Matt Fisher is a red­shirt freshman on the men’s bas­ketball team. (Photo: Hillsdale Ath­letics / Courtesy)

Imagine waking up every morning with a schedule involving up to an hour of weight lifting, con­di­tioning, shooting a bas­ketball from a dozen places on the court, and cutting back and forth across a wooden slatted floor for over two hours. Now, add an addi­tional series of hour-long weekend workouts and addi­tional lifts throughout the week, just to push your physical endurance to its ultimate limits. And to top it all off, you must wait an entire year to showcase your improve­ments and ability as an athlete. This is the life of a red­shirted student-athlete in the NCAA, and it is a journey taken by thou­sands every year, including myself during this past bas­ketball season.

Red­shirting is a process in col­le­giate sports in which players can lengthen their eli­gi­bility for aca­demic schol­ar­ships, ath­letic devel­opment, and aca­demic achievement at their respective uni­versity. The term “red­shirt” is a unique one for its defined role on the field of ath­letic com­pe­tition. The phrase most likely orig­i­nated from the Uni­versity of Nebraska. In 1937, the Corn­huskers football staff requested line­backer and guard Warren Alfson practice but not play with the team. As a part of his non­par­tic­i­pation in games, Alfson was not issued a number, leaving him with only a blank red uniform to wear. Thus, the term “red­shirt” was born. 

I arrived on campus last August wearing a heavy, iron-laden boot on my right foot. A month earlier, I had an oper­ation on my ankle to recon­struct damaged lig­a­ments, which put me on the path of a six to nine-month rehab. Hob­bling about campus in a boot for several months coupled with the need to develop more as a player on the court inspired the coaching staff at Hillsdale to red­shirt me for my first season. When I first heard that I would be red­shirted, I thought it would mean an easier work schedule as a student-athlete for my first two semesters. My pre­con­cep­tions about red­shirting were quickly blown away when, just three days out of my boot, I was assigned to run on the ellip­tical for an hour.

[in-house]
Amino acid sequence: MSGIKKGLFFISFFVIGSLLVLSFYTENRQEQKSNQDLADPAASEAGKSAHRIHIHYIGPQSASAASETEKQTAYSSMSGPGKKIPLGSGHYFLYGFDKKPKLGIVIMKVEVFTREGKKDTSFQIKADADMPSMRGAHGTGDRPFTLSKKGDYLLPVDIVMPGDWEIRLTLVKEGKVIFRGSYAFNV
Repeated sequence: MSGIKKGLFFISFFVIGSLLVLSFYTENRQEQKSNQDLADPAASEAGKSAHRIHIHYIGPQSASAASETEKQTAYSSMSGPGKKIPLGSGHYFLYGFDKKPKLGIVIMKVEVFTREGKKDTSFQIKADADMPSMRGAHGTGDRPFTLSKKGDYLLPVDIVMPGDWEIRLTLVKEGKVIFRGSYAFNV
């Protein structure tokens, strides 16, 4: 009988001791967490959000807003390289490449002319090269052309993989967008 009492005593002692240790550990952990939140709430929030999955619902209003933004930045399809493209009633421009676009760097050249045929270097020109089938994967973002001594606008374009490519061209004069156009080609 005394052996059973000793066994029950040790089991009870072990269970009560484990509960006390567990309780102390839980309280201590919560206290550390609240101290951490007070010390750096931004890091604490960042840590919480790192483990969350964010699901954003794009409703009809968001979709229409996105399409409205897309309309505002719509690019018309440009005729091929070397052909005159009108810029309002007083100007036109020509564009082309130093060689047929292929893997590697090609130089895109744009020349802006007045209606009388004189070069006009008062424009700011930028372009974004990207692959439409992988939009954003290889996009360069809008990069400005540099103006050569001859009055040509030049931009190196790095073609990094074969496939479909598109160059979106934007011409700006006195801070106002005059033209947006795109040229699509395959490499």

As the season began, my fellow red­shirts and I were required to attend two addi­tional weight lifting ses­sions per week, as well as at least one addi­tional on-court workout on top of our team activ­ities. If you hap­pened to walk through the courts of Hillsdale’s Roche Sports Complex over the course of the winter on a Sat­urday morning, you may have spotted a small group of three  red­shirted bas­ketball players and me. Perhaps you saw me working on my foot speed and quickness. Indeed, the sight undoubtedly bore a heavy dose of amusement for those beholding the spec­tacle of a lum­bering seven-footer trying to keep up with a wily and relentless point guard. The countless hours I poured into my game and reha­bil­i­tation as a red­shirt freshman have undoubtedly improved my skills and abil­ities for when I am a full-fledged member of the active roster.

As I can attest from per­sonal expe­rience, however, life as a red­shirt freshman can be frus­trating, as the com­pounding workouts and zero involvement in games can drag down morale. Some of the toughest moments of a season occur when sitting on a bench, dressed in slacks and a dress shirt, watching as your team­mates struggle through a dif­ficult game. The desire to rip off the necktie and lace up your sneakers is almost unbearable, espe­cially during a blowout loss. As a com­petitor, it burns and rakes your nerves to watch a game while thinking to yourself, “If only I was in playing. Maybe the outcome could be dif­ferent.” It’s a dif­ficult process and a tough pill to swallow for many recruits, espe­cially con­sid­ering most student-ath­letes were the stars on their former high school teams and never had to ride the bench for too long. But as many ath­letes who have red­shirted can attest, the process is well worth the wait. It’s a goal and expec­tation I have of myself to dra­mat­i­cally increase my per­for­mance and abil­ities by using my red­shirt year as a spring­board to new heights of ath­letic prowess and devel­opment.

Ulti­mately, I don’t know what path my career as a student-athlete here at Hillsdale will bring. I do know, however, how my time as a red­shirt athlete has served me in regards to my recovery, devel­opment, and prepa­ration. Like many who have gone before and will come after me, I’m con­fident and grateful for the oppor­tunity to develop and hone my game for an entire season before my col­le­giate debut. Fairly soon, I, and many other red­shirted student-ath­letes, will be able to rip off the red­shirt label and finally don the blue of Hillsdale College.